Cape Foulwind and the Pancake Rocks

I haven’t had cell service in a week, so I am a bit behind on my posts.

On the Westcoast of the South island, there is a lighthouse called Cape Foulwind. Wonderful name, subpar lighthouse.

There also is a seal colony nearby, where I counted no fewer than fifteen lounging among the sun-heated rocks.

I liked this tree.

Further south, there are rock formations called the pancake rocks, named such for the unique wearing pattern of the rocks themselves.

It is a short walk with nice views.


Luckily, the rain abated for the day I was at this campground, including during a spectacular sunset.

I tried to start my van the next morning, only to discover the battery was dead.

Got a jump from a friend and moved it over to do the hike.

The hike is the start of the Heaphy Trek, a four-day “Great Walk.”

The scenery is beautiful. I was hiking with a wonderful woman who saw the beauty in every tree and flower. It made me appreciate the scenery around me a bit more.

The hike ended up taking a good portion of the day.

Unfortunately, it was too rainy to see another sunset, but it was still a nice, relaxing evening.

Oparara Basin and Lord of the Sandflies

My friend Pedro just finished his tour around New Zealand. As he was going about the South Island, he was sending me GPS coordinates of his favorite places. His other gps coordinates had been spot on, so I made it up to the one he sent a few hours north of where I was staying.

I arrived at the point and was greeted with…an intersection. Nothing special about it as far as I could tell. I snooped around for a bit, but didn’t have any clue where he could be pointing me.

I decided to turn off the GPS and just follow the road. I ended up down a rough dirt road at the Oparara basin.

On the walk to the basin, I ended up waist deep in water. My jeans did not take it well. You didn’t have to get wet, nor did anyone else on the trail end up wet, I just must have misheard some local’s directions. Whoops.

I took the long way around to dry off.

Afterwards, I headed to the nearby campsite Pedro also recommended a nearby campsite, called Kohaihai. The campsite is my second favorite in New Zealand, after the Spirit’s Bay near Cape Reinga. The beach stretches as far as the eye can see, and huge waves break one after another against the oversized rocks.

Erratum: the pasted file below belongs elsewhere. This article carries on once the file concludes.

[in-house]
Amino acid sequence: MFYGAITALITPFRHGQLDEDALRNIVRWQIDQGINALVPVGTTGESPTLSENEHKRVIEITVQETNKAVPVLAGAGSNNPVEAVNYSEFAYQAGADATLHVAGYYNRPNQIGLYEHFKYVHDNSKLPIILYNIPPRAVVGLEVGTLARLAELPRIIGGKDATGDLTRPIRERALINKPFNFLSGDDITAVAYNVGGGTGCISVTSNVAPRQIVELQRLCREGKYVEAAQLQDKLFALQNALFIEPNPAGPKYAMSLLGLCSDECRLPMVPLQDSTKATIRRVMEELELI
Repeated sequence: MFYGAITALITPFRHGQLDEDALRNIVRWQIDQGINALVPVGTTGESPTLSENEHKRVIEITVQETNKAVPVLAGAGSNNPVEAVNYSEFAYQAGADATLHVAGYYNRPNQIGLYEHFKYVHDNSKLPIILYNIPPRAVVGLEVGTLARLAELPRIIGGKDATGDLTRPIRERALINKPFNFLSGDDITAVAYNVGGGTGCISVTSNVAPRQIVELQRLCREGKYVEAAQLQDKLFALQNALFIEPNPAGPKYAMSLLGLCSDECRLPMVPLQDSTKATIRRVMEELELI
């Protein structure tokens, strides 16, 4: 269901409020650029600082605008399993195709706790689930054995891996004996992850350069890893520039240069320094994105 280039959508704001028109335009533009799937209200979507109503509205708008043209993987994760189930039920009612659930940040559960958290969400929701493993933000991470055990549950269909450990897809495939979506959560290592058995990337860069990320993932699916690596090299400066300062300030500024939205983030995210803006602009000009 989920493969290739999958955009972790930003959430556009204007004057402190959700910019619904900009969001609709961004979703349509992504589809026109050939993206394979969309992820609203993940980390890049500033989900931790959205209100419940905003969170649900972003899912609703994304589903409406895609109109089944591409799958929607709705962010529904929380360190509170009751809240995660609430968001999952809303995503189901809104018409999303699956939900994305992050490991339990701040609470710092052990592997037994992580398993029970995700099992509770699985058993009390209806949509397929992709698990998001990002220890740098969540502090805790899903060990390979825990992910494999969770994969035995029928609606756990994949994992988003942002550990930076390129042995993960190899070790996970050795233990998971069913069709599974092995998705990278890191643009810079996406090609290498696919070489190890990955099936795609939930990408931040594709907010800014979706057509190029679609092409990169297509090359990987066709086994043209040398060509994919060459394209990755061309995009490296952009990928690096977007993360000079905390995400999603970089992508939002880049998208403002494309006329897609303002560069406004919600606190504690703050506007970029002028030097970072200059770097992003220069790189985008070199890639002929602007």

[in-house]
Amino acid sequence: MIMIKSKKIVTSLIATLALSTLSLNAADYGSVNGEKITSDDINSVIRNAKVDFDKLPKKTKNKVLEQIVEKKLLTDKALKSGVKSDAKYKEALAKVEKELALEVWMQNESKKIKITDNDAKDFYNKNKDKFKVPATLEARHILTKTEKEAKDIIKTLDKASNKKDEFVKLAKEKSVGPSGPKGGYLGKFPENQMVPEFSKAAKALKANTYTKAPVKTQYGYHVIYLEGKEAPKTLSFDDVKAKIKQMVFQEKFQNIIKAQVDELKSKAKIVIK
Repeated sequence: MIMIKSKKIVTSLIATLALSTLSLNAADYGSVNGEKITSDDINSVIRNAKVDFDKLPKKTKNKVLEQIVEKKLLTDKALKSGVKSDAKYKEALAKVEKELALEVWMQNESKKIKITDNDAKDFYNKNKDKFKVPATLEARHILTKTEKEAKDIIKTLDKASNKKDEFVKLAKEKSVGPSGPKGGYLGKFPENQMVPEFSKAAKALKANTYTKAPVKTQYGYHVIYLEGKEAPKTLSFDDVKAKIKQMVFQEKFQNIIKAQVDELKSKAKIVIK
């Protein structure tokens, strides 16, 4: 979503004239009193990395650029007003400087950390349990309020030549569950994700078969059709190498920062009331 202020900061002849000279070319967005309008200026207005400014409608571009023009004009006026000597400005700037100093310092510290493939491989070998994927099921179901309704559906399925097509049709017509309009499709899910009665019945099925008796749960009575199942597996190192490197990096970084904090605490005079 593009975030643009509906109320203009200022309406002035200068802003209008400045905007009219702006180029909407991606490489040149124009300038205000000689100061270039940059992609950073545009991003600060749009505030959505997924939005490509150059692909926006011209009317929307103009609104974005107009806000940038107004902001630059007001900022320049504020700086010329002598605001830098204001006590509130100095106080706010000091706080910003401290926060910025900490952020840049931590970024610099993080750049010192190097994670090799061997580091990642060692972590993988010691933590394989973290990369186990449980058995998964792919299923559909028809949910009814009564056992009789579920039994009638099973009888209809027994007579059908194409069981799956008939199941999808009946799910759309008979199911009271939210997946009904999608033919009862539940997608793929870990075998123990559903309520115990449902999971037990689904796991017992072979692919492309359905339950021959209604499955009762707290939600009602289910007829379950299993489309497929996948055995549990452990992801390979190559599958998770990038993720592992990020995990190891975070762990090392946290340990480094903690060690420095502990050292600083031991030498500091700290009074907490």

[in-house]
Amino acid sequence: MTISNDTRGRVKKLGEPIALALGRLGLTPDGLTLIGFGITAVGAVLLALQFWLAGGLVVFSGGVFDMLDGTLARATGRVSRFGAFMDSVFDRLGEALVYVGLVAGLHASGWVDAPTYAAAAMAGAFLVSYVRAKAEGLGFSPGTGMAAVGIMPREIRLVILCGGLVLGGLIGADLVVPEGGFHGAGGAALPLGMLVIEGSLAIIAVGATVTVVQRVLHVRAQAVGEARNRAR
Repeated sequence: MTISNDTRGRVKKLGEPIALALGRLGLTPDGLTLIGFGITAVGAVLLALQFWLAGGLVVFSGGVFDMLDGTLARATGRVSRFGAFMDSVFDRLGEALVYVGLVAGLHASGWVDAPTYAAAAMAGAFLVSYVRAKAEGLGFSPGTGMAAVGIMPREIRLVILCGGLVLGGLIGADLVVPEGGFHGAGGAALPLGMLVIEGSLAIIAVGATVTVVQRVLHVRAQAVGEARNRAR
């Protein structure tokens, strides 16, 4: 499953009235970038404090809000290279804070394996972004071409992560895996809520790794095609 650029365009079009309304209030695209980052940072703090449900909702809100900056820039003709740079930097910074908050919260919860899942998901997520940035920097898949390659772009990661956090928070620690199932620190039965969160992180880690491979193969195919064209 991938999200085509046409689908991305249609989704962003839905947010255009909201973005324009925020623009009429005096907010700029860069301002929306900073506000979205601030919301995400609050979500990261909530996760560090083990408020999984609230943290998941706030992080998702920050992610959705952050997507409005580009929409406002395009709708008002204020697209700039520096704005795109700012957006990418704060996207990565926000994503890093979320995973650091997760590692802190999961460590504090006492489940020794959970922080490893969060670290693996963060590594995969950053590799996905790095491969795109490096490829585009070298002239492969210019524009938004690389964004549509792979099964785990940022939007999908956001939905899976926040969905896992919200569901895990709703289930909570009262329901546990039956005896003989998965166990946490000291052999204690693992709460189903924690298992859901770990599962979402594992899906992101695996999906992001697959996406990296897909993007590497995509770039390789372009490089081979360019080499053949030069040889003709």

The campsite really looks like it should be in that episode of Black Mirror with the couple who is in the idyllic world and it turns out they are actually old and a copy of their consciousness lives on in the idyllic world after they die while Belinda Carlise’s classic hit “Heaven is a Place on Earth” plays in the background. Yeh, you know the one.

Cool place.

But the sandflies. Man, they are out in droves. They’re like worse, harder to spot mosquitoes. Bug spray doesn’t seem to work and they manage to sneak in everywhere.

But still, cool place.

Lake Rotoroa

A short post for a short day.

I’m making my way south to the glaciers, but frequently distracted by signs, bringing me to Lake Rotoroa.

It was raining the entire day, with fog set against the forested mountains.

I also met a nice family to do a short hike with. They were well traveled and know a lot about the world. And politics, unfortunately.

Good day.

Wharariki Beach

I was confused by a woman taking pictures of me leaving the bathroom this morning. She was a journalist writing an article on freedom campers and asked me some questions. I hope she doesn’t use that photo if she publishes a story, especially because she seemed to slant against freedom camping.

I headed up to Wharariki beach fifteen minutes north of my campsite. What I thought would just be a beach had a few hikes in the area. One went along the hills and cliffs by the ocean.

I met a nice German woman, and we ended up doing the first half together.

What started as a simple hike soon turned into a scramble to find a local. One of the sheep fell over a cliff, and was stuck down on a ledge, unable to get back up.

I jogged down the hills to find someone to let know, but there are very few people living near. I eventually found a campground and explained it to the owner.

Turns out someone had reported it yesterday as well. Get it together Darrel and get your sheep.

Back to the hike, there were lush rolling hills, as well as wind that almost knocked me over a few times.

I made an excuse at the top so I could leave the German woman in favor of a more difficult route. She was getting winded and I still had a lot of energy left.

The way back went much quicker.